Cheyenne Regional Medical Center consists of many behind-the-scenes pieces. One piece in particular contributes to multiple areas of the hospital that are in need.
The Cheyenne Regional Medical Center Foundation has been around since 1977 with the sole purpose of supporting Cheyenne Regional Medical Center.
“The Foundation is an independent 501c(3) public charity. In its 40 years, it has raised more than $40 million for the hospital,” said Scott Fox, Executive Director of the Foundation.
Many pieces of equipment – both large and small – have been purchased with the help of the Foundation. Some of the larger items have included equipment for the Catheterization Lab as well as the Cancer Center and Davis Hospice Center. However, the Foundation has also provided smaller grants to allow departments to purchase equipment or host programs that are helpful for the community.
The CRMC Foundation has an independent Board of Directors that works in cooperation with Cheyenne Regional Medical Center’s Board of Trustees. The Foundation and the hospital have a memorandum of understanding to define the relationship between the two organizations and make sure the Foundation efforts are focused on the needs of the hospital.
While the Foundation serves as the fiscal agent for all donations, the items and projects it helps fund would not be possible without the contributions from the community.
“We have hundreds of new donors each year. We also have a number of donors who’ve given to us consistently over the years. For example, we have one donor who has been donating annually for more than 28 years,” Fox said. “The gifts haven’t generally been large donations, but they’re not small either. They’ll give $100 in memory of someone or $1,000 for an event. Over the years, it’s added up to almost $100,000!”
One reason why Cheyenne has such an active and passionate community is because it is a smaller town and many of its residents work at CRMC or know someone who works at CRMC.
“We can’t forget that the community includes the people that work in our facilities. It’s great to help them see that their community donated and provided them with these pieces of equipment or other opportunities,” Fox said. “It’s extraordinary to see the look on their faces when they get to do something they didn’t think they’d have the money to do.”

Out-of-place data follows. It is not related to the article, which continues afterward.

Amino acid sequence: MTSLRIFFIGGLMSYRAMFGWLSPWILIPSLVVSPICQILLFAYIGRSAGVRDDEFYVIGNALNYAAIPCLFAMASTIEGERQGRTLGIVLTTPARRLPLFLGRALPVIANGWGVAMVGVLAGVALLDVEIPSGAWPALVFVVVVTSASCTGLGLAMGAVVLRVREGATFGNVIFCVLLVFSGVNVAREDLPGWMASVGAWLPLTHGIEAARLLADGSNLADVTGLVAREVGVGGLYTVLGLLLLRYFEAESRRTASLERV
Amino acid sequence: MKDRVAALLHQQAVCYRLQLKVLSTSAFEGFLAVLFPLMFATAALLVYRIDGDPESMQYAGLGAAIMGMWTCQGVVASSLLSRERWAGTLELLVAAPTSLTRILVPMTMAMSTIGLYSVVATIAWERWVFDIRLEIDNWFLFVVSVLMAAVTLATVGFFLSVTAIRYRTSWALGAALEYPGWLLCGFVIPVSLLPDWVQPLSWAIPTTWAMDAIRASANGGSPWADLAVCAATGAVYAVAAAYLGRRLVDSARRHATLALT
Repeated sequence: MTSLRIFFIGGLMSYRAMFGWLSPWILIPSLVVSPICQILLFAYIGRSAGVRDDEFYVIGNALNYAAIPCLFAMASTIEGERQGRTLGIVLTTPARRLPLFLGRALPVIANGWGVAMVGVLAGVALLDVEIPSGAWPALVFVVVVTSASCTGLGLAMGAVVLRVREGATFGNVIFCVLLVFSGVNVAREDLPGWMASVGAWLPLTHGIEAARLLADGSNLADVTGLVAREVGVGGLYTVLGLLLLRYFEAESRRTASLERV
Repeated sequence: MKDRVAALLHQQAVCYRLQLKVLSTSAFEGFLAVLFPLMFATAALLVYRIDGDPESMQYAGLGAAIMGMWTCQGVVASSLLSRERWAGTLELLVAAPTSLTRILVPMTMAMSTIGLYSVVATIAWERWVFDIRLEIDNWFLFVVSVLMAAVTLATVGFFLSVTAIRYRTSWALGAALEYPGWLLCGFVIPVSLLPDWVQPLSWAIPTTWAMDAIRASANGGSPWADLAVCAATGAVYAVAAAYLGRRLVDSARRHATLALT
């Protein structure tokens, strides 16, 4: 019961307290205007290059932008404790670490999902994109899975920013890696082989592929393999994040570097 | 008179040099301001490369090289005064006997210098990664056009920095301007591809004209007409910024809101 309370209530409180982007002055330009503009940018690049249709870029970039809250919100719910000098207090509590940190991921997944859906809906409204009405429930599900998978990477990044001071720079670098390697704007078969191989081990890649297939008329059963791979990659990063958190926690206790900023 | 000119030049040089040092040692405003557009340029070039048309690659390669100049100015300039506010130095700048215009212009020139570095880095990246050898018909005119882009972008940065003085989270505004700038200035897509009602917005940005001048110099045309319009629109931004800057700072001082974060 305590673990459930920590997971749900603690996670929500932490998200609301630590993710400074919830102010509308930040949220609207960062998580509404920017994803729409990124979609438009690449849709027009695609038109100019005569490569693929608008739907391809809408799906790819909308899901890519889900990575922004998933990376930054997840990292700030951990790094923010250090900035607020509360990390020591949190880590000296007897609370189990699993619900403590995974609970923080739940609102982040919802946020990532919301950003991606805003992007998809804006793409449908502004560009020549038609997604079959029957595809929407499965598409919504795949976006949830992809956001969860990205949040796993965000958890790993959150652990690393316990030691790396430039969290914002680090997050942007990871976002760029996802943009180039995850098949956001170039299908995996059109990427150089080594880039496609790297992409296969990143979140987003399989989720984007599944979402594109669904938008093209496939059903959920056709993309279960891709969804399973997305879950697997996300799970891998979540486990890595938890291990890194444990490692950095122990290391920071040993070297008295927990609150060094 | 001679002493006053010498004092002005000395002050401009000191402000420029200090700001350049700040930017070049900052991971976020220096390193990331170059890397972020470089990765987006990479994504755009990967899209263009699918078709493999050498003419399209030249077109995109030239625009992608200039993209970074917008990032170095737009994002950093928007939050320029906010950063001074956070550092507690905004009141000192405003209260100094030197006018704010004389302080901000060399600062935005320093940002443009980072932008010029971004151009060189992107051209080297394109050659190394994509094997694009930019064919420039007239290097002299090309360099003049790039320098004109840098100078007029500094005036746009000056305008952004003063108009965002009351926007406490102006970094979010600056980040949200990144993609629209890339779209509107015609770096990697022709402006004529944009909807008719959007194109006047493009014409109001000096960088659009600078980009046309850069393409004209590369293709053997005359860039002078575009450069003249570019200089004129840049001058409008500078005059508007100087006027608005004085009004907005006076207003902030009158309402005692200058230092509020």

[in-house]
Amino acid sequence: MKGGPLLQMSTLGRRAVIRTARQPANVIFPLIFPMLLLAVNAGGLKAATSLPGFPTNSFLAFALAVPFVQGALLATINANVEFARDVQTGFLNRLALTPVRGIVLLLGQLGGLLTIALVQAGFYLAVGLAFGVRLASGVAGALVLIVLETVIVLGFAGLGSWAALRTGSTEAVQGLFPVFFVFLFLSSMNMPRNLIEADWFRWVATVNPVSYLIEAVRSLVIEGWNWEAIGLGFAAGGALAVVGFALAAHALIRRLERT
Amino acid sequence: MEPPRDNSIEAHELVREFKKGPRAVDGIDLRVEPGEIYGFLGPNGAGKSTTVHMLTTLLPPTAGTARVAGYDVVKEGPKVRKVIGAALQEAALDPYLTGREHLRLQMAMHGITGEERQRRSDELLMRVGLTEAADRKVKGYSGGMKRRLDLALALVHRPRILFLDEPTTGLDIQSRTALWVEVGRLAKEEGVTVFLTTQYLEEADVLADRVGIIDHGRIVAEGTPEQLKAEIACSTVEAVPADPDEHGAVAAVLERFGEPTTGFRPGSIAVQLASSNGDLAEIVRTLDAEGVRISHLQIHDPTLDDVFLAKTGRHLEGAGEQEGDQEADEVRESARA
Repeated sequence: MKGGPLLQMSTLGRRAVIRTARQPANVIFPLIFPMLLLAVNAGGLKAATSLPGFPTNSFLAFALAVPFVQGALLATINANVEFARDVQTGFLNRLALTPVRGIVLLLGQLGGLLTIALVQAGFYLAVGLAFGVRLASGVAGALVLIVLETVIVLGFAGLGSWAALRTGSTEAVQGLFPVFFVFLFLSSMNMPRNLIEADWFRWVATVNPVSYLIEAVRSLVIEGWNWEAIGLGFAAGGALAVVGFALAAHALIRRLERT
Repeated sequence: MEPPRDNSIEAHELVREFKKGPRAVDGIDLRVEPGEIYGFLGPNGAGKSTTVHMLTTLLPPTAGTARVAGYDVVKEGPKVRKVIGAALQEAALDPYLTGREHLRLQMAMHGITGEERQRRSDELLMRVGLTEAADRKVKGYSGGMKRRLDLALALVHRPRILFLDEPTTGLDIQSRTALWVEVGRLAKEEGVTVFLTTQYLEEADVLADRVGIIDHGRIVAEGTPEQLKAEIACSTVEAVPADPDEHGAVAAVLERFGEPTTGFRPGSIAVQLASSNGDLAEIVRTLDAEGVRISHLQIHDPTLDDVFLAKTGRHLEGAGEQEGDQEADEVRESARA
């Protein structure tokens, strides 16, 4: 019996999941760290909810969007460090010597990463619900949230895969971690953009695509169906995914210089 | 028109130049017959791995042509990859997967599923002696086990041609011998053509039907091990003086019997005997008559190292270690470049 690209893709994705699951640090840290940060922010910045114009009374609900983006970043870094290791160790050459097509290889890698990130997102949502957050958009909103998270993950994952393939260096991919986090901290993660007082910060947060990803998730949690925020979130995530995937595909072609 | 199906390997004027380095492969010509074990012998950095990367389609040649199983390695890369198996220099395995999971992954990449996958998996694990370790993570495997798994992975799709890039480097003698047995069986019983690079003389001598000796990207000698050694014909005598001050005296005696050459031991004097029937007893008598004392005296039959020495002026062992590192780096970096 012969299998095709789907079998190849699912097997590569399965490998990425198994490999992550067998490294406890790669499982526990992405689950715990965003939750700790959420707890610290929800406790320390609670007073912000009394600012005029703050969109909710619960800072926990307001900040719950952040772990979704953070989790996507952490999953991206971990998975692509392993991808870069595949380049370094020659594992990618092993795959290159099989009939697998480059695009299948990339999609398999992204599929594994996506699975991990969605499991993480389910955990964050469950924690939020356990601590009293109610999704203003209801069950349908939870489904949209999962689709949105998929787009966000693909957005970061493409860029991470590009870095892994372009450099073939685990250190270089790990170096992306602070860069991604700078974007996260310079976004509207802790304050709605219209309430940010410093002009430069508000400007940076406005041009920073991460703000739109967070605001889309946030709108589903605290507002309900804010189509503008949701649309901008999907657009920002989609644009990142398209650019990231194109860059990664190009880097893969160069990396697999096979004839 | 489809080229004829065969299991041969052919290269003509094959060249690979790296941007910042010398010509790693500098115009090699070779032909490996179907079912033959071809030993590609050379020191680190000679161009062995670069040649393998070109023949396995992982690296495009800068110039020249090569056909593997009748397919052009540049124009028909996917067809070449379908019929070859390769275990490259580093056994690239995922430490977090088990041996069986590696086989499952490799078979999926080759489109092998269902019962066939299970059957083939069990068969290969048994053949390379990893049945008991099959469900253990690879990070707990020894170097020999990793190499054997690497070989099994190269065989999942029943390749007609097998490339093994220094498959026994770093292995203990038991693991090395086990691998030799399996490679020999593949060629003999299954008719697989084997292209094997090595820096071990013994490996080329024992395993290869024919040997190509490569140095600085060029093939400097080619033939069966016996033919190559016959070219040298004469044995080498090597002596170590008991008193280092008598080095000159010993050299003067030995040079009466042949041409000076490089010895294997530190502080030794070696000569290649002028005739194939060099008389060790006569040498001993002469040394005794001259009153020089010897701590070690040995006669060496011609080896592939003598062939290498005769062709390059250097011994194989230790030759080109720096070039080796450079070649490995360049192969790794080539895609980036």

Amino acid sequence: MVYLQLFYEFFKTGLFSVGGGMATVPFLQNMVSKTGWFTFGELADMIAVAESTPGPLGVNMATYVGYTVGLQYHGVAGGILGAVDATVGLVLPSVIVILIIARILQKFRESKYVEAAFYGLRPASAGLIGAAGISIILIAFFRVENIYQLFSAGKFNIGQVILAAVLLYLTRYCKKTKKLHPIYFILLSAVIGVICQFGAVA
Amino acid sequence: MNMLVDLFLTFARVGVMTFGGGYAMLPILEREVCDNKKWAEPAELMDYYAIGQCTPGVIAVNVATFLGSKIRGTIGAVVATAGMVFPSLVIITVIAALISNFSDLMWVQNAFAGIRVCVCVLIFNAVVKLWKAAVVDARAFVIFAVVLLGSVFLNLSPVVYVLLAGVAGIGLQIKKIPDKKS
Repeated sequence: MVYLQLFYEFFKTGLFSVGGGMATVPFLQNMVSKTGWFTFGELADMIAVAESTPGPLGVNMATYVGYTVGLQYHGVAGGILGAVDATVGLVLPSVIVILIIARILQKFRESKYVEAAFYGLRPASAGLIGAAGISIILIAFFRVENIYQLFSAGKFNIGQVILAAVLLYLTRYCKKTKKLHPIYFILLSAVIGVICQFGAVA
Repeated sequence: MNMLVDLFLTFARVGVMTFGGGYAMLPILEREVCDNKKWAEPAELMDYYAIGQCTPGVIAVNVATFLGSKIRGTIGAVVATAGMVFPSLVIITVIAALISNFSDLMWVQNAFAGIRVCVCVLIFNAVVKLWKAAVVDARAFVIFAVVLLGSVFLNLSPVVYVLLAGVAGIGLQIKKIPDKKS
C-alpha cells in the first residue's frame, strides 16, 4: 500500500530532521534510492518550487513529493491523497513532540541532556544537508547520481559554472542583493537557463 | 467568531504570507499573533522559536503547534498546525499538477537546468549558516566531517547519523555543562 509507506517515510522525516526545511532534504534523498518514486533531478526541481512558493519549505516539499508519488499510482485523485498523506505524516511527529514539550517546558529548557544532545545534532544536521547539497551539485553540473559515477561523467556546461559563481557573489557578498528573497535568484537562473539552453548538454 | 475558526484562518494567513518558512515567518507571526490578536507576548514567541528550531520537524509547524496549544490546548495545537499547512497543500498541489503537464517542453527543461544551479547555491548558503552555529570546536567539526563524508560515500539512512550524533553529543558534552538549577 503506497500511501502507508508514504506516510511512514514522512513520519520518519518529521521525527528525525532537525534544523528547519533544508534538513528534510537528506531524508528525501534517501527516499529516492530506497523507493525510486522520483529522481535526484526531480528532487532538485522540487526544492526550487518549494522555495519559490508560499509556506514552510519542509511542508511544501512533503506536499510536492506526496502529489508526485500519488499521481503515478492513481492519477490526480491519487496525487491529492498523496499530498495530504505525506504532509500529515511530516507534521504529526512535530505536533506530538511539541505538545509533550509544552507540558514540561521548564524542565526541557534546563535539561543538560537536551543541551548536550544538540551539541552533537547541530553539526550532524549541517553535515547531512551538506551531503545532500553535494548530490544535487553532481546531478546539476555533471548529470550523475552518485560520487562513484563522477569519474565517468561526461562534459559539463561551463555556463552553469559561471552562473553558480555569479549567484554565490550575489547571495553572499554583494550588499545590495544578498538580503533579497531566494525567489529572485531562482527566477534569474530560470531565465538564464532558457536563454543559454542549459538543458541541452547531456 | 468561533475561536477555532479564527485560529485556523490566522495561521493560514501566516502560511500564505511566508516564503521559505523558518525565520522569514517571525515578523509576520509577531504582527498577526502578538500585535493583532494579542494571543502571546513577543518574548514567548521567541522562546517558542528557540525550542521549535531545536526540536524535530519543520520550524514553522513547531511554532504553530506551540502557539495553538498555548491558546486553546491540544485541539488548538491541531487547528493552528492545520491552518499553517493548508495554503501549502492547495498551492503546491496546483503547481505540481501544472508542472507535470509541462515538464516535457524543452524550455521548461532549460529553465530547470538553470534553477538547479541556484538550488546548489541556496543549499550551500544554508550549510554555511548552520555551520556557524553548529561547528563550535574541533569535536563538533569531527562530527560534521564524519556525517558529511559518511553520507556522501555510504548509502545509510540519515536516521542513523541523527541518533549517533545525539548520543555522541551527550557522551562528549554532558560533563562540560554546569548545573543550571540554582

CRMC truly has a unique relationship with the community, as it has continued to grow as Cheyenne grows.
“I think that Cheyenne is fortunate. Over this past year, I’ve been very involved in the 150th celebration and it’s wonderful to me to see how this community hospital has grown up with Cheyenne. We’ve had our growing pains, just like Cheyenne has had its growing pains, but we’ve grown together,” said Wendy Fanning, Annual Giving and Grants Director.
Fanning has worked in development for over 15 years and loves that she has the opportunity help people in her community.
“I think for me, personally, it’s the fact that I’m having an impact on my community and I feel like I’m making my community better, which is a huge piece,” Fanning said.
Fanning shared that partnering with other organizations has tremendously helped the Foundation provide for the hospital. The Foundation has partnered with various organizations in Southeast Wyoming and Northern Colorado to provide gasoline cards for patients who had difficulty paying for their gasoline when they had to drive to the Cancer Center for treatment.
The Foundation has also recently partnered with the Kohl’s Cares Foundation to develop a pediatric infusion room in the future, which will fit with CRMC’s care alliance with Children’s Hospital Colorado. This project will be spread out over multiple years.
“It will truly make a difference for those families,” Fanning said. “To me that’s the biggest thing that the Foundation does – we make an impact.”
Even though fundraising is a huge piece for the Foundation, Fox says that it is also important to interact with the community and educate Cheyenne and Laramie County residents about Cheyenne Regional as well as the Foundation and how we support the hospital.
“We want to inform the community and help them see how they can support the hospital in their community. This is especially important as we engage the next generation of donors. We want to help them get to the point that they can say, ‘I make enough now that maybe I can start supporting local non-profits’,” Fox said. “We want to make them aware of opportunities to give.”